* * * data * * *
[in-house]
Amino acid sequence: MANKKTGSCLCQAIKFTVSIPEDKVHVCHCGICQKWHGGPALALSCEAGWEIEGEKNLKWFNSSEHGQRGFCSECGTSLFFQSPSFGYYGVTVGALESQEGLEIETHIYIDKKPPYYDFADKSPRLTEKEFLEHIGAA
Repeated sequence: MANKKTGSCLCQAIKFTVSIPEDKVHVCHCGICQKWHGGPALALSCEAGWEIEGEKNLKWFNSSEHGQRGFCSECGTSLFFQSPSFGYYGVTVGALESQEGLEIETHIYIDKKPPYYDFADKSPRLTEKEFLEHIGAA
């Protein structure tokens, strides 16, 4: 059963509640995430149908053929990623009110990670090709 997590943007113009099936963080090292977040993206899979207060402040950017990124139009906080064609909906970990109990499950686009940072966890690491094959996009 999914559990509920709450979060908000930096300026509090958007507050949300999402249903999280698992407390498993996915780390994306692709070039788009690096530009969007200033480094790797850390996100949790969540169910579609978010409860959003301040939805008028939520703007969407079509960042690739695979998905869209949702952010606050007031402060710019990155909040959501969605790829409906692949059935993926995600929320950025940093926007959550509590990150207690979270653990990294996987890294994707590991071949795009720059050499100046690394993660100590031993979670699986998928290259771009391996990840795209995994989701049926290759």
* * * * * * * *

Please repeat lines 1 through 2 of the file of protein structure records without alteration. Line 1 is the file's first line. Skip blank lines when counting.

[in-house]
Amino acid sequence: MANKKTGSCLCQAIKFTVSIPEDKVHVCHCGICQKWHGGPALALSCEAGWEIEGEKNLKWFNSSEHGQRGFCSECGTSLFFQSPSFGYYGVTVGALESQEGLEIETHIYIDKKPPYYDFADKSPRLTEKEFLEHIGAA